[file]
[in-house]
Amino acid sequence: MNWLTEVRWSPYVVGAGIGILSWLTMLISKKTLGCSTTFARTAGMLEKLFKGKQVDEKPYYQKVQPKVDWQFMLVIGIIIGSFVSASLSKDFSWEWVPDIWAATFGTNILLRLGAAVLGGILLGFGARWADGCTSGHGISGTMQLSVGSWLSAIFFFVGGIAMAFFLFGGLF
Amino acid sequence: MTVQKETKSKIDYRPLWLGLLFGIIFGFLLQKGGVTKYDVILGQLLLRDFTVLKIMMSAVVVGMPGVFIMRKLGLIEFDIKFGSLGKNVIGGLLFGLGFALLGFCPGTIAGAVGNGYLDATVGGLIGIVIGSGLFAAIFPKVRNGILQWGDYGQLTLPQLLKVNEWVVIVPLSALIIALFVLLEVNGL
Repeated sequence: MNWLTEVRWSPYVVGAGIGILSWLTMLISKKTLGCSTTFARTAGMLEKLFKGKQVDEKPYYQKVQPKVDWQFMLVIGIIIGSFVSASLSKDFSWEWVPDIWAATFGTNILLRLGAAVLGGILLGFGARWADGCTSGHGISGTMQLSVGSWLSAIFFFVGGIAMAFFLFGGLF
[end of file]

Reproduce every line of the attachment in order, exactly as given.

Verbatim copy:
[in-house]
Amino acid sequence: MNWLTEVRWSPYVVGAGIGILSWLTMLISKKTLGCSTTFARTAGMLEKLFKGKQVDEKPYYQKVQPKVDWQFMLVIGIIIGSFVSASLSKDFSWEWVPDIWAATFGTNILLRLGAAVLGGILLGFGARWADGCTSGHGISGTMQLSVGSWLSAIFFFVGGIAMAFFLFGGLF
Amino acid sequence: MTVQKETKSKIDYRPLWLGLLFGIIFGFLLQKGGVTKYDVILGQLLLRDFTVLKIMMSAVVVGMPGVFIMRKLGLIEFDIKFGSLGKNVIGGLLFGLGFALLGFCPGTIAGAVGNGYLDATVGGLIGIVIGSGLFAAIFPKVRNGILQWGDYGQLTLPQLLKVNEWVVIVPLSALIIALFVLLEVNGL
Repeated sequence: MNWLTEVRWSPYVVGAGIGILSWLTMLISKKTLGCSTTFARTAGMLEKLFKGKQVDEKPYYQKVQPKVDWQFMLVIGIIIGSFVSASLSKDFSWEWVPDIWAATFGTNILLRLGAAVLGGILLGFGARWADGCTSGHGISGTMQLSVGSWLSAIFFFVGGIAMAFFLFGGLF